Mailing List

Wednesday, January 31, 2024

Great Masters: Haydn - His Life and MusicGreat Masters: Haydn - His Life and Music by Robert Greenberg
My rating: 5 of 5 stars

Robert Greenberg's lectures on Haydn was a pure pleasure to experience. His enthusiasm and exploration of Haydn's music and life kept me thoroughly entertained.

It should definitely be a must-read for anyone interested in classical music, if not for his place in the public imagination, his wonderfully good-natured or hard-working personality, then definitely for the pointers on WHAT music I should hunt down and listen to.

Honestly, I'm thoroughly impressed with his life and output. He was one of the only men that Mozart totally respected. And even though I've been a life-long listener of classical music, I never quite connected with this composer.

I guess, at long last, I have reason to. :)

View all my reviews

Tuesday, January 30, 2024

The Three-Body Problem (Remembrance of Earth’s Past, #1)The Three-Body Problem by Liu Cixin
My rating: 5 of 5 stars

Re-read 1/30/24:

I got my special hardcover out and took my sweet time reading this. It's a favorite, to be sure, and I knew it before I started it now.

I mean, sure, I'm reading it because the Netflix adaptation is coming out rather soon, but MOSTLY, I just want to enjoy the OMG WHAT DID I JUST READ moments all over again.

Hard SF is absolutely my thing. Good or even great Hard SF is just too much for my poor heart. Good thing I know how to dehydrate just before I'm utterly dead. I'll be sure to come back during another Stable Season.

And yes, I'm muahahahahahaing about what I know will come in the full trilogy. No spoilers, but wow.

Original Review:

From the opening, I was struck by how much history I didn't know about China's Cultural Revolution. It might be obvious to anyone growing up in those parts, of course, but I was almost lost in that story long before I saw that there was anything sci-fi about the novel. This is a good thing. It speaks of good writing.

And then things changed. I became a frog in a pot. Small hints accumulate, surrounded by mathematical problems both fundamental and curious.

And then the MC's sanity is questioned. It's an open question that both the reader and the character must answer.

And then I got an idea. I could easily make the argument that all scientists in this novel are actually Main Characters, and indeed, that theory only becomes crystal clear later in the novel. It was a delight.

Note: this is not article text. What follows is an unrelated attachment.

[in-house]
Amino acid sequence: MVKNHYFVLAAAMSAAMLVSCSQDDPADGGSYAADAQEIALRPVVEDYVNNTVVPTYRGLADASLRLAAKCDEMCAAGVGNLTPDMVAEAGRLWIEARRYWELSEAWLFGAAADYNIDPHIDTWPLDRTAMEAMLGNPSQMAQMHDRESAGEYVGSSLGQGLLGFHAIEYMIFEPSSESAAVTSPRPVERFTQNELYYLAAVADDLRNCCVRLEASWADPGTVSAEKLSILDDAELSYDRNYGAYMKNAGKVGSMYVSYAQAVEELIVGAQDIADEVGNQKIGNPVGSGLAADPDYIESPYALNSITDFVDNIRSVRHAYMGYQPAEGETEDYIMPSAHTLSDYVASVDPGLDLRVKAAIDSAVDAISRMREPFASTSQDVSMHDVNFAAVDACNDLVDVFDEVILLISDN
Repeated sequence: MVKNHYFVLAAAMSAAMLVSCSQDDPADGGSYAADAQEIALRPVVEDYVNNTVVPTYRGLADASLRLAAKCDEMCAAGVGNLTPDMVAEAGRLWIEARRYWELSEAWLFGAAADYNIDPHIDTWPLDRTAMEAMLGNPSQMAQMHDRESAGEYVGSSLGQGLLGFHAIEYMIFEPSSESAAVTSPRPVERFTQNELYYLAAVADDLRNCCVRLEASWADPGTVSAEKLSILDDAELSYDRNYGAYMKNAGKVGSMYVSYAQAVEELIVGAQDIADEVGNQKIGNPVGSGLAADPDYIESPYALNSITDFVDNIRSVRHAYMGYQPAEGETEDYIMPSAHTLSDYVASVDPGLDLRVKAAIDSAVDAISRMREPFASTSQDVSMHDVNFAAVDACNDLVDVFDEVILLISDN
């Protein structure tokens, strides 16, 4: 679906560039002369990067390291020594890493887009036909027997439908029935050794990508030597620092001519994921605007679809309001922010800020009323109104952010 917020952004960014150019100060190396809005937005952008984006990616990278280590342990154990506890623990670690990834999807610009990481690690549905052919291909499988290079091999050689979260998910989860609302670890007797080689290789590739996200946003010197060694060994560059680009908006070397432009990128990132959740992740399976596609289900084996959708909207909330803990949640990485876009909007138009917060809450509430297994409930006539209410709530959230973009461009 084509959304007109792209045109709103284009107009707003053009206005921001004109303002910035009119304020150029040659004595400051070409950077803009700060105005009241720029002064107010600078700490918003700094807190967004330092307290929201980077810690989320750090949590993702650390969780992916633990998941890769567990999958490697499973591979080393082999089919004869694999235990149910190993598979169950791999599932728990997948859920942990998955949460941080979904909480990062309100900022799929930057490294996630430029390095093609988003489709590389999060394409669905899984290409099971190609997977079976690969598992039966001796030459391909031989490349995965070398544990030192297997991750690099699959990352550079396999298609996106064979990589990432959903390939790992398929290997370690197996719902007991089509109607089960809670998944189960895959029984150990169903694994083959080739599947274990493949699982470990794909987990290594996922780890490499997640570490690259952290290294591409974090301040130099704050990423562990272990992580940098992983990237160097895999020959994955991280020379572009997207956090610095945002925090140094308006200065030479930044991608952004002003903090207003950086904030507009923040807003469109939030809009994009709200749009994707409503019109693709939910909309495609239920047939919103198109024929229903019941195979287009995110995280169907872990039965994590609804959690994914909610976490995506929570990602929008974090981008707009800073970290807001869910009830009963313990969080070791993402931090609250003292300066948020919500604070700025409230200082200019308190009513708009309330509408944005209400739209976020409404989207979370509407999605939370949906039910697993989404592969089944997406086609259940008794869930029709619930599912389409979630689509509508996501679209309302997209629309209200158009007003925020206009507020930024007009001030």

The novel is full of scientist suicides, damn odd hallucinations, all the way to a fantastic virtual reality game that draws intellectuals from around the world before devolving into a suggestive epic space opera featuring some of the most interesting aliens I've read about in a LONG time.

The worldbuilding is top-knotch-squared.

The clever uses of technology are the true highlights of the novel, and I'm upset. Why? Because the translations and publications for the next two novels are still in the future. Why am I still upset? Because I can hardly find the other works for this great author.

A grandmaster of Chinese sci-fi? I can't deny the fact. And just because I can't compare to other science fiction masters of Chinese literature is a null point. I am already a fanboy. I'll be revelling in every work I can get my hands on.

This is a fantastic example of how great science fiction can be. Truly inspiring.


This novel now a Hugo Nominee for 2015 because of the translation and introduction into the English-speaking market. It is a last minute replacement for Marco Kloos's Lines of Departure that was bravely self-removed due to the Sad Puppy 3 controversy. It wasn't his fault, and he got caught up in some seriously not-cool BS with this year's Hugo. He should be treated like any other Hugo Nominee. With respect and awe for the accomplishment it is, even though he withdrew.

On the other hand, after finding out that Three Body Problem took his place, I have to admit that it couldn't have happened to a better novel. I loved this one. It was really fantastic and it had everything I like to see in seriously good fiction.